Any changes for season 2?
Brently: Yes, definitely. Starting with the production value. The set, designed and hand cut by Curious Customs, got a major upgrade. Ditto the overall sound and lighting. We all want the best product and we don’t put our ego into it, so we take a pretty critical look at most everything, my own presence in the show included!
The show has a unique format, parts stand-up, part interview, part showcase for the greater Austin comedy/creative scene. How did you land on that?
Brently: I really like the model that Austin City Limits set out in their series and I wanted to apply it to comedy. We wanted to paint the broader picture of the comedian. Most of us still work day jobs, so why hide from that? I’ve been doing comedy since I was a teenager and still love the medium. I’ve lost jobs due to being a comic. These days, I really dig curating comedy. I believe Austin is the epicenter of comedy’s new golden age and this series aimed to be a small snapshot of that. I can’t wait to see where these performers will be in 5 years. I really wanted to bake in the idea of supporting the community as a whole right from the beginning. It’s not unlike what you’re doing with Sketch Fest. Stand Up Empire isn’t the only game in town and why would we pretend otherwise? Alliances are important. Together we’re heavy.
Have any other PBS stations picked up the show yet?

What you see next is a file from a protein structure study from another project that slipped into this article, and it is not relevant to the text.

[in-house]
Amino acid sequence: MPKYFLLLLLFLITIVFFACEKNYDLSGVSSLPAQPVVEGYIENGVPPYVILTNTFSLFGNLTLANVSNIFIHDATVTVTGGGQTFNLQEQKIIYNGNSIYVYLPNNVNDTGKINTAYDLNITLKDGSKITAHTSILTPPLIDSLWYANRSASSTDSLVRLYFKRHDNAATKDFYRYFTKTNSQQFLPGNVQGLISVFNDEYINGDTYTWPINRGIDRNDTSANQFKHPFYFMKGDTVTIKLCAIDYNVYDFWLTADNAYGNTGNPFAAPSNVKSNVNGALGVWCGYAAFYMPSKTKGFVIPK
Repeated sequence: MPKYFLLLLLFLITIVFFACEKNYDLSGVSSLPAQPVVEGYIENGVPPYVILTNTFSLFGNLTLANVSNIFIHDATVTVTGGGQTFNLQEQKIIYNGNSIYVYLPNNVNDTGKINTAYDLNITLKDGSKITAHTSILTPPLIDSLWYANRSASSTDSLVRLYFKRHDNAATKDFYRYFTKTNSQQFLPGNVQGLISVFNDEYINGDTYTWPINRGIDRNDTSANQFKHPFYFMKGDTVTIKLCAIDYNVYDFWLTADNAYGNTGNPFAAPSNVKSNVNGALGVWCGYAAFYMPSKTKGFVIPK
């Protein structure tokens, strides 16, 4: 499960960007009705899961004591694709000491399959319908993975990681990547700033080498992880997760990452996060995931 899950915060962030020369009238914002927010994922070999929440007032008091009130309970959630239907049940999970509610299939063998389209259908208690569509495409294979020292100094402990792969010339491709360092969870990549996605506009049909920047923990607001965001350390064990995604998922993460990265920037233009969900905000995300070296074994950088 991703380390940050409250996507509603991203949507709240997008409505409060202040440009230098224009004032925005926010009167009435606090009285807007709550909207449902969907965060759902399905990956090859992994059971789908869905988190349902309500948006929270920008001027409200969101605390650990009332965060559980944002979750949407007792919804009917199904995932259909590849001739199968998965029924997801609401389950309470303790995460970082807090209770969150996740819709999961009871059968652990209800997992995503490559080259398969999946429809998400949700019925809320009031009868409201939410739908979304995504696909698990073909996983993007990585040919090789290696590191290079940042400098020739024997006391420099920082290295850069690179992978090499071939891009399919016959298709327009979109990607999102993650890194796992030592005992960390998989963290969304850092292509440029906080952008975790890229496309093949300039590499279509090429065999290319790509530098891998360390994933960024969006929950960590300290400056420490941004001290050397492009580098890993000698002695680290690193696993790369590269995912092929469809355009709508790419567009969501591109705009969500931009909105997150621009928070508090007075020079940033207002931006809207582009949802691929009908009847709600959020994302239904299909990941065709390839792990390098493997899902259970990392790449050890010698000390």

Brently: That’s the next step and we’re in that process now. I want to be in as many markets as possibly but honestly, I think the majority of people will view the series digitally. There are a few other distribution partners we’re in talks with now that I’m very excited about! I don’t want to jinx anything. We will also be touring on the show and that’s thrilling to me. I can’t wait to showcase the talent we have in this town as we rollout to other markets.
Touring huh? That is exciting. Where all are you going?
Brently: Well first off, I want to test the format. We’ve done a scalable version of the show at a few local charity gigs for HAAM and CareBox Program that have both gone over well. Four comics and an MC. We have a gig coming up at the Comedy Central Stage in Los Angeles with this format as well. I’m talking with a few parties right now about some partnerships. Ideally, I’d like a mix of alternative venues like music halls and traditional comedy clubs. We’d probably start closer to home, regionally, and spread out from there. So I’m in spreadsheet land as we speak, budgeting this out.
Is it too soon to ask about a third season or future plans for the show?
Brently: If you ask anyone but me, yes, it’s probably too soon! Because the answer is we have to pay for it. For now, though, the plan is to do at least one more taping in Austin for a Season 3. There are so many great comics that are just killing it. After that, and I’m not sure this will be Season 3 or beyond, we’d like to travel to different towns and showcase those scenes. I’m very curious, for instance, what the scene in Boston or New Orleans is like. Does it tie a thread what the comics in Austin experience? We’ve got this show down at the moment to shooting a season in one night, so it’d be fun to break it up say, half in Austin, half in Detroit. I don’t know, I’m just a dumb dreamer.
But season 2 is in the can. Who’s on that?
Brently: We’re still in the process of pairing them up in individual episodes but Season 2 has Maggie Maye, Ella Gale, Pat Dean, Megan Simon, Ralphie Hardesty & Micheal Foulk, Sara June, Ramin Nazer, Matt Sadler, Abby Rosenquist, Danny Palumbo, Kath Barbadoro. Carina Magyar, Kat Ramzinski, and Andrew Dismukes. Comedy so good it hurts my feelings.
Stand-up Empire takes the Comedy Central Stage in LA this Wednesday, August 3rd. Check
for updates on future air dates and live shows.